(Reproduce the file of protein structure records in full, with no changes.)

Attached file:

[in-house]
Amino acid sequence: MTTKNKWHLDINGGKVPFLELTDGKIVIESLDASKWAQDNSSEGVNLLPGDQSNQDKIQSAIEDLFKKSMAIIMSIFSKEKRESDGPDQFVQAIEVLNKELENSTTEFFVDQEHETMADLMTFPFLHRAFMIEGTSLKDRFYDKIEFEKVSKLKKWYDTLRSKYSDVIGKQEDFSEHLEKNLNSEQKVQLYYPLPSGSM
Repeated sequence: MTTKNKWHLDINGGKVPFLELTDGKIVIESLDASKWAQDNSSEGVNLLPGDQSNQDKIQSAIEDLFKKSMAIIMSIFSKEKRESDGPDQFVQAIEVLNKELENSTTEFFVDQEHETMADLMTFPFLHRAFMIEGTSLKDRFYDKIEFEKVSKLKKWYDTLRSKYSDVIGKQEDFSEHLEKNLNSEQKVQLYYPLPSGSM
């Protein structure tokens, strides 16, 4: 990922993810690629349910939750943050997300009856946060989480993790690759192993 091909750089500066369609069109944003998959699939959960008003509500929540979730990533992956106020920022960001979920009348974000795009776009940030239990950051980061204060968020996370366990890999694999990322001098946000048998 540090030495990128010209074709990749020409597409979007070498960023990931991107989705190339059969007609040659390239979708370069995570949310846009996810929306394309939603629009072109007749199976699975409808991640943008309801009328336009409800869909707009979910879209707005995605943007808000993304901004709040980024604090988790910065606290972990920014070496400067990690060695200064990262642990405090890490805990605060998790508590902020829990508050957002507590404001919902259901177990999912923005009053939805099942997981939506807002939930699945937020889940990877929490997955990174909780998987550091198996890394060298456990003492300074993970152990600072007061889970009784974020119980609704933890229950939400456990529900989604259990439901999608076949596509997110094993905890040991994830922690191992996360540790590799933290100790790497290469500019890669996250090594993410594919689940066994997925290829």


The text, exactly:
[in-house]
Amino acid sequence: MTTKNKWHLDINGGKVPFLELTDGKIVIESLDASKWAQDNSSEGVNLLPGDQSNQDKIQSAIEDLFKKSMAIIMSIFSKEKRESDGPDQFVQAIEVLNKELENSTTEFFVDQEHETMADLMTFPFLHRAFMIEGTSLKDRFYDKIEFEKVSKLKKWYDTLRSKYSDVIGKQEDFSEHLEKNLNSEQKVQLYYPLPSGSM
Repeated sequence: MTTKNKWHLDINGGKVPFLELTDGKIVIESLDASKWAQDNSSEGVNLLPGDQSNQDKIQSAIEDLFKKSMAIIMSIFSKEKRESDGPDQFVQAIEVLNKELENSTTEFFVDQEHETMADLMTFPFLHRAFMIEGTSLKDRFYDKIEFEKVSKLKKWYDTLRSKYSDVIGKQEDFSEHLEKNLNSEQKVQLYYPLPSGSM
């Protein structure tokens, strides 16, 4: 990922993810690629349910939750943050997300009856946060989480993790690759192993 091909750089500066369609069109944003998959699939959960008003509500929540979730990533992956106020920022960001979920009348974000795009776009940030239990950051980061204060968020996370366990890999694999990322001098946000048998 540090030495990128010209074709990749020409597409979007070498960023990931991107989705190339059969007609040659390239979708370069995570949310846009996810929306394309939603629009072109007749199976699975409808991640943008309801009328336009409800869909707009979910879209707005995605943007808000993304901004709040980024604090988790910065606290972990920014070496400067990690060695200064990262642990405090890490805990605060998790508590902020829990508050957002507590404001919902259901177990999912923005009053939805099942997981939506807002939930699945937020889940990877929490997955990174909780998987550091198996890394060298456990003492300074993970152990600072007061889970009784974020119980609704933890229950939400456990529900989604259990439901999608076949596509997110094993905890040991994830922690191992996360540790590799933290100790790497290469500019890669996250090594993410594919689940066994997925290829």